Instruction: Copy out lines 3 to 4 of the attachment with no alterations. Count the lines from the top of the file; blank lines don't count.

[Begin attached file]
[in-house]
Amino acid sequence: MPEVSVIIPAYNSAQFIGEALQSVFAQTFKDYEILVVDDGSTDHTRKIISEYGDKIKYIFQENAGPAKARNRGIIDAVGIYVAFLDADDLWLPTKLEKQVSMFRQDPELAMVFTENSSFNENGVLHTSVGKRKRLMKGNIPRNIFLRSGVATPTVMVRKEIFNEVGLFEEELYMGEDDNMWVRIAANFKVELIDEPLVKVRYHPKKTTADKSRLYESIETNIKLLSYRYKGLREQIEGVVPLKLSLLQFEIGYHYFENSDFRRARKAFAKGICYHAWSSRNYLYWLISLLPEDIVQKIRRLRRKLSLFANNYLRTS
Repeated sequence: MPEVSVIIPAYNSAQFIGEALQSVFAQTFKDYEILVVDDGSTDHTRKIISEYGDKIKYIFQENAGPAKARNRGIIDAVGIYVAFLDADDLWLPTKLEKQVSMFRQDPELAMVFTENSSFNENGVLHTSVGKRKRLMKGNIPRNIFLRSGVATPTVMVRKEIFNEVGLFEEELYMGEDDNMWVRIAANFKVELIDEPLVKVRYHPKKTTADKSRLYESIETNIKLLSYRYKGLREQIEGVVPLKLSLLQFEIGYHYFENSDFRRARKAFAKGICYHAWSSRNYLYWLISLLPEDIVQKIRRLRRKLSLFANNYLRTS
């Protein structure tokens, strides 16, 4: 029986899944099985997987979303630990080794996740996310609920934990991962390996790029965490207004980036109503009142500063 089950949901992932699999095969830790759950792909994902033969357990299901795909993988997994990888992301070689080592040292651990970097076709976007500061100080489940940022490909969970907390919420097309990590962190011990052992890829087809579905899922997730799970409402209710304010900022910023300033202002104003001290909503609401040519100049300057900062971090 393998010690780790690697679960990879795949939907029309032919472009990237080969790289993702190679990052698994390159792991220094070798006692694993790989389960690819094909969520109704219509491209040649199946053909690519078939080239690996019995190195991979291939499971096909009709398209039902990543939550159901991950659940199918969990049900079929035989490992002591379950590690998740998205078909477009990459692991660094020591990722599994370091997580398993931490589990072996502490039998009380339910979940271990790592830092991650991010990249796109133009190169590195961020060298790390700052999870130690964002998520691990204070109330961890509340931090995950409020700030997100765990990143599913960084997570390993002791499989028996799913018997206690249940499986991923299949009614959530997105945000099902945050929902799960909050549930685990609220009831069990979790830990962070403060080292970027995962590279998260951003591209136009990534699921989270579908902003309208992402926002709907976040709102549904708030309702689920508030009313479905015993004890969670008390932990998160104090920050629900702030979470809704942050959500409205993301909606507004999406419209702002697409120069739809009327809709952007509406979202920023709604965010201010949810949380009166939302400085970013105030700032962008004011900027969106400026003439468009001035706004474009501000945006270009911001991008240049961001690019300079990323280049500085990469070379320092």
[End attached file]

Repeated sequence: MPEVSVIIPAYNSAQFIGEALQSVFAQTFKDYEILVVDDGSTDHTRKIISEYGDKIKYIFQENAGPAKARNRGIIDAVGIYVAFLDADDLWLPTKLEKQVSMFRQDPELAMVFTENSSFNENGVLHTSVGKRKRLMKGNIPRNIFLRSGVATPTVMVRKEIFNEVGLFEEELYMGEDDNMWVRIAANFKVELIDEPLVKVRYHPKKTTADKSRLYESIETNIKLLSYRYKGLREQIEGVVPLKLSLLQFEIGYHYFENSDFRRARKAFAKGICYHAWSSRNYLYWLISLLPEDIVQKIRRLRRKLSLFANNYLRTS
């Protein structure tokens, strides 16, 4: 029986899944099985997987979303630990080794996740996310609920934990991962390996790029965490207004980036109503009142500063 089950949901992932699999095969830790759950792909994902033969357990299901795909993988997994990888992301070689080592040292651990970097076709976007500061100080489940940022490909969970907390919420097309990590962190011990052992890829087809579905899922997730799970409402209710304010900022910023300033202002104003001290909503609401040519100049300057900062971090 393998010690780790690697679960990879795949939907029309032919472009990237080969790289993702190679990052698994390159792991220094070798006692694993790989389960690819094909969520109704219509491209040649199946053909690519078939080239690996019995190195991979291939499971096909009709398209039902990543939550159901991950659940199918969990049900079929035989490992002591379950590690998740998205078909477009990459692991660094020591990722599994370091997580398993931490589990072996502490039998009380339910979940271990790592830092991650991010990249796109133009190169590195961020060298790390700052999870130690964002998520691990204070109330961890509340931090995950409020700030997100765990990143599913960084997570390993002791499989028996799913018997206690249940499986991923299949009614959530997105945000099902945050929902799960909050549930685990609220009831069990979790830990962070403060080292970027995962590279998260951003591209136009990534699921989270579908902003309208992402926002709907976040709102549904708030309702689920508030009313479905015993004890969670008390932990998160104090920050629900702030979470809704942050959500409205993301909606507004999406419209702002697409120069739809009327809709952007509406979202920023709604965010201010949810949380009166939302400085970013105030700032962008004011900027969106400026003439468009001035706004474009501000945006270009911001991008240049961001690019300079990323280049500085990469070379320092």